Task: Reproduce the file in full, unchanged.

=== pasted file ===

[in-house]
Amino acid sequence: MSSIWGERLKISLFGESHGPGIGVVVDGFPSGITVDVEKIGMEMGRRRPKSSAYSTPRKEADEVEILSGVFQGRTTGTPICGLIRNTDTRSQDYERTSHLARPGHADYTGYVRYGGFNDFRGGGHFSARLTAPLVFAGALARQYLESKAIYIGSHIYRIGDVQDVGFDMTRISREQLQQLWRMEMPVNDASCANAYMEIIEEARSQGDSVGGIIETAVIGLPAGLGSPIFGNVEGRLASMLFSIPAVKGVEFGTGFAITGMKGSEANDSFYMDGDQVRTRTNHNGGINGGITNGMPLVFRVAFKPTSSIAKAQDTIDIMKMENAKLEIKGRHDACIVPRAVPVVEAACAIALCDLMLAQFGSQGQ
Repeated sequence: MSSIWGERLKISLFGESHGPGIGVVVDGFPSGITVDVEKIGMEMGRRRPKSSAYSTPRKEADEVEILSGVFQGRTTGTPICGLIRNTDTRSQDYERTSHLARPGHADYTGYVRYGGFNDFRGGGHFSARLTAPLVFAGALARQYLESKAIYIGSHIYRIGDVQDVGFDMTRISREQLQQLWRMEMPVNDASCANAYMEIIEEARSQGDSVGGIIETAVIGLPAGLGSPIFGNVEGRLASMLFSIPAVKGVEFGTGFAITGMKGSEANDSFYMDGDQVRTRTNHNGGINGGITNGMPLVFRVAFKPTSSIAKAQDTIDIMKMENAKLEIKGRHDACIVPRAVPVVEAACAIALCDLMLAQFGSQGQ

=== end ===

[in-house]
Amino acid sequence: MSSIWGERLKISLFGESHGPGIGVVVDGFPSGITVDVEKIGMEMGRRRPKSSAYSTPRKEADEVEILSGVFQGRTTGTPICGLIRNTDTRSQDYERTSHLARPGHADYTGYVRYGGFNDFRGGGHFSARLTAPLVFAGALARQYLESKAIYIGSHIYRIGDVQDVGFDMTRISREQLQQLWRMEMPVNDASCANAYMEIIEEARSQGDSVGGIIETAVIGLPAGLGSPIFGNVEGRLASMLFSIPAVKGVEFGTGFAITGMKGSEANDSFYMDGDQVRTRTNHNGGINGGITNGMPLVFRVAFKPTSSIAKAQDTIDIMKMENAKLEIKGRHDACIVPRAVPVVEAACAIALCDLMLAQFGSQGQ
Repeated sequence: MSSIWGERLKISLFGESHGPGIGVVVDGFPSGITVDVEKIGMEMGRRRPKSSAYSTPRKEADEVEILSGVFQGRTTGTPICGLIRNTDTRSQDYERTSHLARPGHADYTGYVRYGGFNDFRGGGHFSARLTAPLVFAGALARQYLESKAIYIGSHIYRIGDVQDVGFDMTRISREQLQQLWRMEMPVNDASCANAYMEIIEEARSQGDSVGGIIETAVIGLPAGLGSPIFGNVEGRLASMLFSIPAVKGVEFGTGFAITGMKGSEANDSFYMDGDQVRTRTNHNGGINGGITNGMPLVFRVAFKPTSSIAKAQDTIDIMKMENAKLEIKGRHDACIVPRAVPVVEAACAIALCDLMLAQFGSQGQ